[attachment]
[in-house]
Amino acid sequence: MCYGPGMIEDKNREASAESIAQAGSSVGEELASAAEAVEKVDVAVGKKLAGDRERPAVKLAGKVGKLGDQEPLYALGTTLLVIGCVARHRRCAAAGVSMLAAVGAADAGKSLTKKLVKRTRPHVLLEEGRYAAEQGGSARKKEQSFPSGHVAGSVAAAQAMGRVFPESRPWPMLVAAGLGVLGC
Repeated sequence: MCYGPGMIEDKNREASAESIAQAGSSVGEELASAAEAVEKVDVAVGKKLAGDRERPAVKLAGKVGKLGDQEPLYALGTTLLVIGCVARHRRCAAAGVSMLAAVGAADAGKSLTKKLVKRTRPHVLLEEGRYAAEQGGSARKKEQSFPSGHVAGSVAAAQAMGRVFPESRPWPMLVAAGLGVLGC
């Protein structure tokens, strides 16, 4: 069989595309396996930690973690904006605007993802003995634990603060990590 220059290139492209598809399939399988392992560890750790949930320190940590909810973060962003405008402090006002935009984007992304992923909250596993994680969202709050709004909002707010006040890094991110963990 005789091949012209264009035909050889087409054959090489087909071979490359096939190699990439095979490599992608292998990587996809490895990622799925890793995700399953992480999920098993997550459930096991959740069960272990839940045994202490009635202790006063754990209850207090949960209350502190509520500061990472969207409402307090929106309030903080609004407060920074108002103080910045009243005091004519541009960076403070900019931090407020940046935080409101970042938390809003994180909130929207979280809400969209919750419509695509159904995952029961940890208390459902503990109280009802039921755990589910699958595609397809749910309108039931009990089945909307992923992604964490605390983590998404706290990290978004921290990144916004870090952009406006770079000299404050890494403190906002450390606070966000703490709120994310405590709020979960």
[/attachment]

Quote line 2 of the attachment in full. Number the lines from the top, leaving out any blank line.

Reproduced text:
Amino acid sequence: MCYGPGMIEDKNREASAESIAQAGSSVGEELASAAEAVEKVDVAVGKKLAGDRERPAVKLAGKVGKLGDQEPLYALGTTLLVIGCVARHRRCAAAGVSMLAAVGAADAGKSLTKKLVKRTRPHVLLEEGRYAAEQGGSARKKEQSFPSGHVAGSVAAAQAMGRVFPESRPWPMLVAAGLGVLGC